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Home » , , » Flashbake: free version-control for writers using git.

Flashbake: free version-control for writers using git.

For the past couple weeks, I've been working with Thomas "cmdln" Gideon (host of the fabulously nerdy Command Line podcast) on a free software project for writers called "Flashbake" (which is to say, I described what I wanted and Thomas wrote the code).

This is a set of Python scripts that check your hot files for changes every 15 minutes, and checks in any changed files to a local git repository. Git is a free "source control" program used by programmers to track changes to source-code, but it works equally well on any text file. If you write in a text-editor like I do, then Flashbake can keep track of your changes for you as you go.

I was prompted to do this after discussions with several digital archivists who complained that, prior to the computerized era, writers produced a series complete drafts on the way to publications, complete with erasures, annotations, and so on. These are archival gold, since they illuminate the creative process in a way that often reveals the hidden stories behind the books we care about. By contrast, many writers produce only a single (or a few) digital files that are modified right up to publication time, without any real systematic records of the interim states between the first bit of composition and the final draft.

Enter Flashbake. Every 15 minutes, Flashbake looks at any files that you ask it to check (I have it looking at all my fiction-in-progress, my todo list, my file of useful bits of information, and the completed electronic versions of my recent books), and records any changes made since the last check, annotating them with the current timezone on the system-clock, the weather in that timezone as fetched from Google, and the last three headlines with your by-line under them in your blog's RSS feed (I've been characterizing this as "Where am I, what's it like there, and what am I thinking about?"). It also records your computer's uptime. For a future version, I think it'd be fun to have the most recent three songs played by your music player.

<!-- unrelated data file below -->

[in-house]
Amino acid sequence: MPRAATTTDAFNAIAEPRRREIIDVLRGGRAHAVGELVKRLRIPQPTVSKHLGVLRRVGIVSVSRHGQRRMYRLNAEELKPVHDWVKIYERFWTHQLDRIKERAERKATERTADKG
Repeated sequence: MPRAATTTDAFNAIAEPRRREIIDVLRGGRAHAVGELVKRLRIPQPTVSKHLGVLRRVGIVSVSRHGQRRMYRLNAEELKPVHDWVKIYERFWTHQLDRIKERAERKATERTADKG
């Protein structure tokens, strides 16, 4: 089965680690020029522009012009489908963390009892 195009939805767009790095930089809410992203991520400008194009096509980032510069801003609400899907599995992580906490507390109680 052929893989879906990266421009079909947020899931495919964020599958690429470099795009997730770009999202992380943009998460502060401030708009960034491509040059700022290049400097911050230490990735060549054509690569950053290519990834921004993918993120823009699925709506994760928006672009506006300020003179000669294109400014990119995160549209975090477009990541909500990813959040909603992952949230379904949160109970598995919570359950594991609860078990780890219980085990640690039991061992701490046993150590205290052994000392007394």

The effect of this is to thoroughly -- exhaustively -- annotate the entire creative process, almost down to the keystroke level. Want to know what day you wrote a particular passage? Flashbake can tell you. Want to know what passage you wrote on a given day? That too. Plus, keeping track of my todo.txt file means that I get a searchable database of all the todo items I've ever used, with timestamps for their appearance and erasure.

Additionally, since git repositories are made to replicate, you can publish some or all of your projects to the public web or to a private site. I'm hoping that my publisher will use a public git repo to check out the most recent versions of my in-print books every time they go back to press for a new edition, and use the built-in compare ("diff") function to find all the typos I've fixed since the last edition.

It's all pretty nerdy, I admit. But if you're running some kind of Unix variant (I use Ubuntu Intrepid Ibex, but this'd probably do fine on a Mac with OS X, too) and you want to give it a whirl, Thomas has made all the scripts available as free software. He's working on a new version now with plugin support, which is exciting!

I love adapting programmers' tools for my writing. They tend to be extremely well-made and stable (because if they aren't, programmers will fix them or find better ones) -- it's like using chefs' knives in the kitchen.